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the entire series. Hence, the transitions, apparent in my arrangement-sometimes, from one part of the book, to another very distant part. My interpretation keeps pace with the succession of events, not with that of revelations. The chronological order is followed- not that of the visions.

Now there is no event foreshown in these sublime prophecies, of earlier date, than the rise of the Antichristian Empire. With tbat event, one of the seven lines of prophecy (the last one) into which this book is distributed, has its beginning; and the one which, in contrast with the other lines,

has the earliest commencement. In the contemplation of the vision of Babylon and the Beast, we set forth on our career of inquiry, at the point in the world's future history, from which the things foreshown in this book will be found to move onwards, in orderly succession, to a designed and magnificent conclusion.

I say, in the world's future history; regarding, not Rome, but Constantinople, as the “Great Babylon " of the Apocalypse, and not the Papacy-but an Infidel King hereafter to be revealed, as the Apocalyptic “Beast." Constantinople is such a city as John saw destroyed—Maritime and Oriental. Rev. xvii, 17—19. Rome is neither. Constantinople is seated, moreover, in the region of which it was foreshown to Daniel, that Antichrist would be the King -the northern quarter of the kingdom of Alexander the Great. (Compare Daniel xi, 36, 37, 45, with 2 Thess. ii, 4, Rev. xiii, 5, 8,). When his empire

was divided after his death among his generals, the northern portion, comprising Macedon and Thrace, fell to Lysimachus. Byzantium, on whose site Constantinople now stands, was the capital of Thrace. If I am met with the objection, that the Angel described Great Babylon to John as “ that great city which reigneth over the kings of the earth”-speaking in the present tense-I answer, that his reference was, to the city present in vision to the Apostle, as reigning, and seen by him destroyed. It was of things future as if they were present, that the Angel was holding discourse with John. Conversing about the city whose destruction John had been called to witness, what evidence is there that Rome was at all in the thoughts of either the Apostle or the Angel ?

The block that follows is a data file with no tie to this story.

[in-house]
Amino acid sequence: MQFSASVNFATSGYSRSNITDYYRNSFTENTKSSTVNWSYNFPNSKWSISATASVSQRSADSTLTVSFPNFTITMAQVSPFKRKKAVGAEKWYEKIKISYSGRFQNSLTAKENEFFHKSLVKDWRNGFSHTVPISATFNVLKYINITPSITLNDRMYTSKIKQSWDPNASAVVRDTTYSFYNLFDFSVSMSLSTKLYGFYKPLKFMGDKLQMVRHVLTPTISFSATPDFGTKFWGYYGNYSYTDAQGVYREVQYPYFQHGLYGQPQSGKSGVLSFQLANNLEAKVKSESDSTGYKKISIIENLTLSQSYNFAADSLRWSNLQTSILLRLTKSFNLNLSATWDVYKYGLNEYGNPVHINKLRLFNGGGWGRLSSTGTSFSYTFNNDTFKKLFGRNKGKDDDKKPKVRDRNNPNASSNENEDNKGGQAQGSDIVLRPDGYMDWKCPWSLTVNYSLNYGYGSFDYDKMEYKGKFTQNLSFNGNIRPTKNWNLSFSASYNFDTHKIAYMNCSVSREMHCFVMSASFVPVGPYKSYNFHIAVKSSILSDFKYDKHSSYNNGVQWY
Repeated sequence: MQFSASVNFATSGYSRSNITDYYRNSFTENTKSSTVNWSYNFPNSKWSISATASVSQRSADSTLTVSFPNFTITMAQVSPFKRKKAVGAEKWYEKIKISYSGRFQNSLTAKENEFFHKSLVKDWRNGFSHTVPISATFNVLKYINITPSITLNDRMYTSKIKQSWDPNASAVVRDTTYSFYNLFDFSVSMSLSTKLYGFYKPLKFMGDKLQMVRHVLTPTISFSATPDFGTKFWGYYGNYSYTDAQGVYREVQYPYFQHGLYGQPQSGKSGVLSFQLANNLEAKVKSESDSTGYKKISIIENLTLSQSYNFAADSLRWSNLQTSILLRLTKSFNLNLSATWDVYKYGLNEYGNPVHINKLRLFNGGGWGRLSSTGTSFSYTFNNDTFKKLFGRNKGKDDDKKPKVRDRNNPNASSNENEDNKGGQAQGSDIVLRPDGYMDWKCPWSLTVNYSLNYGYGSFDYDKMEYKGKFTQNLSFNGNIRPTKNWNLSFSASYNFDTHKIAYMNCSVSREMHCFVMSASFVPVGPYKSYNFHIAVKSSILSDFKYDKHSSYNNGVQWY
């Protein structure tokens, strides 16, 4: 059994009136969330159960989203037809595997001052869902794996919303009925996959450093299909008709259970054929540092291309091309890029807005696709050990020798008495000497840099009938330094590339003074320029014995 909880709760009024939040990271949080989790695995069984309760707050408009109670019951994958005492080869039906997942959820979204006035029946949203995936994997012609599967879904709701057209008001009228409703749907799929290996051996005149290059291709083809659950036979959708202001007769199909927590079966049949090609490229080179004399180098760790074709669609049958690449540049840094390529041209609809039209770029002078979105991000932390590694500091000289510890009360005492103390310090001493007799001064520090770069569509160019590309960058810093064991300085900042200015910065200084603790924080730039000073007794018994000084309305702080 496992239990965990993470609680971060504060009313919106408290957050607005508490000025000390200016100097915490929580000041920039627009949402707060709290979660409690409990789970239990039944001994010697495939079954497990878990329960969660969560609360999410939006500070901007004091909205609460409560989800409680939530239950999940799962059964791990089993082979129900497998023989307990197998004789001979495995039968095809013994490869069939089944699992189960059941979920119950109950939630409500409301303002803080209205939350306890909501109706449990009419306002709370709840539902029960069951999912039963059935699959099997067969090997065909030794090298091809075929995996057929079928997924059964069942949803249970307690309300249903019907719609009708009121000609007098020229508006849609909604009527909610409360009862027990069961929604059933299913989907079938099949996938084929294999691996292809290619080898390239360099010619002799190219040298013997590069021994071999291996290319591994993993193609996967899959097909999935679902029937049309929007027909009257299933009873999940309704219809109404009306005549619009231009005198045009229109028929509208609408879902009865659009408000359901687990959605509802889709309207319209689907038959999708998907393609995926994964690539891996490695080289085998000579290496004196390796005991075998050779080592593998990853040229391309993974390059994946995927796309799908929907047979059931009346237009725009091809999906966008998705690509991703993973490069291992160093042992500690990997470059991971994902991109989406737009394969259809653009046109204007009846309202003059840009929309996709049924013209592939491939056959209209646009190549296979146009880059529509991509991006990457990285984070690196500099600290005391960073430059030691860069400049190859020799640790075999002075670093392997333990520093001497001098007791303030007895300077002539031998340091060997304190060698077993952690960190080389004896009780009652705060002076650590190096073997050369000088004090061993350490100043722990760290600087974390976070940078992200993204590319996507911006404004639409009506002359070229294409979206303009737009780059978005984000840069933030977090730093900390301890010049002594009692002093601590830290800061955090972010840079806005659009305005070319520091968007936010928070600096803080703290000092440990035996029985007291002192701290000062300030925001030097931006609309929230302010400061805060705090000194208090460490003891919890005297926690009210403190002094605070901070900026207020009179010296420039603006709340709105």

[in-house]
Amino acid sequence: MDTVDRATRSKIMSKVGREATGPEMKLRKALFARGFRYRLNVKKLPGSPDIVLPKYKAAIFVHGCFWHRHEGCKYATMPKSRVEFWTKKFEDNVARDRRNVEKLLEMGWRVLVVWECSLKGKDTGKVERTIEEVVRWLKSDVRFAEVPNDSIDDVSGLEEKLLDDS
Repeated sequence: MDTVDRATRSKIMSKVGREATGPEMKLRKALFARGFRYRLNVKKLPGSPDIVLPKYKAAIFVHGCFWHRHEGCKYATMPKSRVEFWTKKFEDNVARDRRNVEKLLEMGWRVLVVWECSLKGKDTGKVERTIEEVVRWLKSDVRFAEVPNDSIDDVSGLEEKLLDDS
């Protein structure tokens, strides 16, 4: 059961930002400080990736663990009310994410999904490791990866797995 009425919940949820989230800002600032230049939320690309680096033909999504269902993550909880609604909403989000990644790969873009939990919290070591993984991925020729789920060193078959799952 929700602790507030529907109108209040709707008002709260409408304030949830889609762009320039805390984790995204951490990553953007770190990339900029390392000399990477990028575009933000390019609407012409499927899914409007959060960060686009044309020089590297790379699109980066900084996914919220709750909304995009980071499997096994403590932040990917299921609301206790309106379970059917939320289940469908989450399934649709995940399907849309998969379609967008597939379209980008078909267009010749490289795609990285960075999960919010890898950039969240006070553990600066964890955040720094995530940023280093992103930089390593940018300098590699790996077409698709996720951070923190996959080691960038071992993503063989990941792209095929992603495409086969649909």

Then, note the manner in which the Angel, when discoursing with John, introduced his description of the “ Great City.And here is the mind which hath wisdom. The seven heads are seven mountains, on which the woman sitteth. His language plainly supposed the position of these seven mountains to be, at that time, a thing by no means easy to ascertain. The mind that could make the discovery, would be thereby proved to be the mind which hath wisdom.” And, certainly, if the seven hills on which Constantinople is seated, were those to which the Angel's words were meant to apply, the mind which, at that period, could have foreshown that a city, seated on those hills, was the destined metropolis of the world, would have been " the mind wbich hath wisdom

Constantinople was then unborn, and remained so for more than two centuries after these words were spoken. The Angel might, therefore, safely put forth his challenge to any human spirit, to prove, by its discovery of the “ seven mountains on which the woman sitteth,” its title to the character of “ the mind which hath wisdom”-if the Constantinopolitan hills were those present to his thought.

But not so, if the seven hills on wbich Rome is seated, were those of which he spake to John. Millions of minds could, in this case, have responded to his challenge. Indeed, the first guess that every human creature who knew aught of Rome would have been prompted to make, and the only one that, in those days, men were likely to make, would have resolved the difficulty. And then—where would have been the mind which hath wisdom ?